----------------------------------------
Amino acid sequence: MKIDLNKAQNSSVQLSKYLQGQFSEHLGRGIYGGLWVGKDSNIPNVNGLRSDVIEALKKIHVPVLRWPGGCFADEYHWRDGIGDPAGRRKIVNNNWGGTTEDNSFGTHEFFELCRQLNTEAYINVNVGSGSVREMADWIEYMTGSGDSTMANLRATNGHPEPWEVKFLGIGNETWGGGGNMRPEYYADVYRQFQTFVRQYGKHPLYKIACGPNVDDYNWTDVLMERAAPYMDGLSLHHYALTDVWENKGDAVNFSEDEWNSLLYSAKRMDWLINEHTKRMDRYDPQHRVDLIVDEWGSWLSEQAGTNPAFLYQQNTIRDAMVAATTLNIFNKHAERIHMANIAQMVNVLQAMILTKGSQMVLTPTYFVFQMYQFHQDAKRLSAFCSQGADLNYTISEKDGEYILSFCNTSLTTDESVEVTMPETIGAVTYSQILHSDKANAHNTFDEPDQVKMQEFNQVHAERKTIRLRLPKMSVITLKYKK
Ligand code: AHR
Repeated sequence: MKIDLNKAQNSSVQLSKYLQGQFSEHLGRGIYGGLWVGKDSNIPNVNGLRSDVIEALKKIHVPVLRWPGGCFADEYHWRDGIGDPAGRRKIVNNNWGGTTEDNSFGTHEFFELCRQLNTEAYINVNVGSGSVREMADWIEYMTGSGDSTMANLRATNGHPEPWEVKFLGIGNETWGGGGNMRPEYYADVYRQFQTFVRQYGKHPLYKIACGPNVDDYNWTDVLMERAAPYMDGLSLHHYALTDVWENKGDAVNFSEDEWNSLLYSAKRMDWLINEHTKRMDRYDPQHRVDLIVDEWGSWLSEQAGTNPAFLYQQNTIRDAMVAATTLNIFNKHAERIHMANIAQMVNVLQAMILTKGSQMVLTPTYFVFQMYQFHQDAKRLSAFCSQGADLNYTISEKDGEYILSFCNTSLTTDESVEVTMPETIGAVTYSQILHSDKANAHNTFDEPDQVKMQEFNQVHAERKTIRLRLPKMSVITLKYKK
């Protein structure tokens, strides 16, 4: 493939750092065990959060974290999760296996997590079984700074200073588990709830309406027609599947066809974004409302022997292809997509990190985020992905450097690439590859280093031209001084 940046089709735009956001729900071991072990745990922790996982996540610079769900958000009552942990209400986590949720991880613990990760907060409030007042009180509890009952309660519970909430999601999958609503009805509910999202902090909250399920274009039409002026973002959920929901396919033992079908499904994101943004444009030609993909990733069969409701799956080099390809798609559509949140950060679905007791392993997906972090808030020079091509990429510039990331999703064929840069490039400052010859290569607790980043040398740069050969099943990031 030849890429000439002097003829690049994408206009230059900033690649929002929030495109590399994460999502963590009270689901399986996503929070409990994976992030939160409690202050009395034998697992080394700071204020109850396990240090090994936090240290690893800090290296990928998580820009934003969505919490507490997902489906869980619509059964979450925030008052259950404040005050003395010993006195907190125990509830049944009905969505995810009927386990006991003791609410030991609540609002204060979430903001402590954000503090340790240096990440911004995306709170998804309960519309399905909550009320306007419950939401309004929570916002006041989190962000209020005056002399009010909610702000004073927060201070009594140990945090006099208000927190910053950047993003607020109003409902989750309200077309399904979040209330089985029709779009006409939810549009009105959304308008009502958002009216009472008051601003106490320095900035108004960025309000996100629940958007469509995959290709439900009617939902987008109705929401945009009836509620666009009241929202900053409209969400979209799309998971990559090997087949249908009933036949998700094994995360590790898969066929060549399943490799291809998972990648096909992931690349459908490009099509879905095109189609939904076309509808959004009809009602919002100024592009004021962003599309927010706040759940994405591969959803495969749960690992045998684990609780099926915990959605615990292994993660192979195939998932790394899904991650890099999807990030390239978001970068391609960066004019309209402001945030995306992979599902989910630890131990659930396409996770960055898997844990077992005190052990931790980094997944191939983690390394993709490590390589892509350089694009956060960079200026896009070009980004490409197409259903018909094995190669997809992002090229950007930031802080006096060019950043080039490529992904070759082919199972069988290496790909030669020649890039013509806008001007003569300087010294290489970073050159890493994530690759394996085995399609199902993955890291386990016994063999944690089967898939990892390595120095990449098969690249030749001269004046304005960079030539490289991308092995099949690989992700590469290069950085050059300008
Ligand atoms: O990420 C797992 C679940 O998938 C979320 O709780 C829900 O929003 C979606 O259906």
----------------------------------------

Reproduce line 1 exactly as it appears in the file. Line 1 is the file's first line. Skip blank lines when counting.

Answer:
Amino acid sequence: MKIDLNKAQNSSVQLSKYLQGQFSEHLGRGIYGGLWVGKDSNIPNVNGLRSDVIEALKKIHVPVLRWPGGCFADEYHWRDGIGDPAGRRKIVNNNWGGTTEDNSFGTHEFFELCRQLNTEAYINVNVGSGSVREMADWIEYMTGSGDSTMANLRATNGHPEPWEVKFLGIGNETWGGGGNMRPEYYADVYRQFQTFVRQYGKHPLYKIACGPNVDDYNWTDVLMERAAPYMDGLSLHHYALTDVWENKGDAVNFSEDEWNSLLYSAKRMDWLINEHTKRMDRYDPQHRVDLIVDEWGSWLSEQAGTNPAFLYQQNTIRDAMVAATTLNIFNKHAERIHMANIAQMVNVLQAMILTKGSQMVLTPTYFVFQMYQFHQDAKRLSAFCSQGADLNYTISEKDGEYILSFCNTSLTTDESVEVTMPETIGAVTYSQILHSDKANAHNTFDEPDQVKMQEFNQVHAERKTIRLRLPKMSVITLKYKK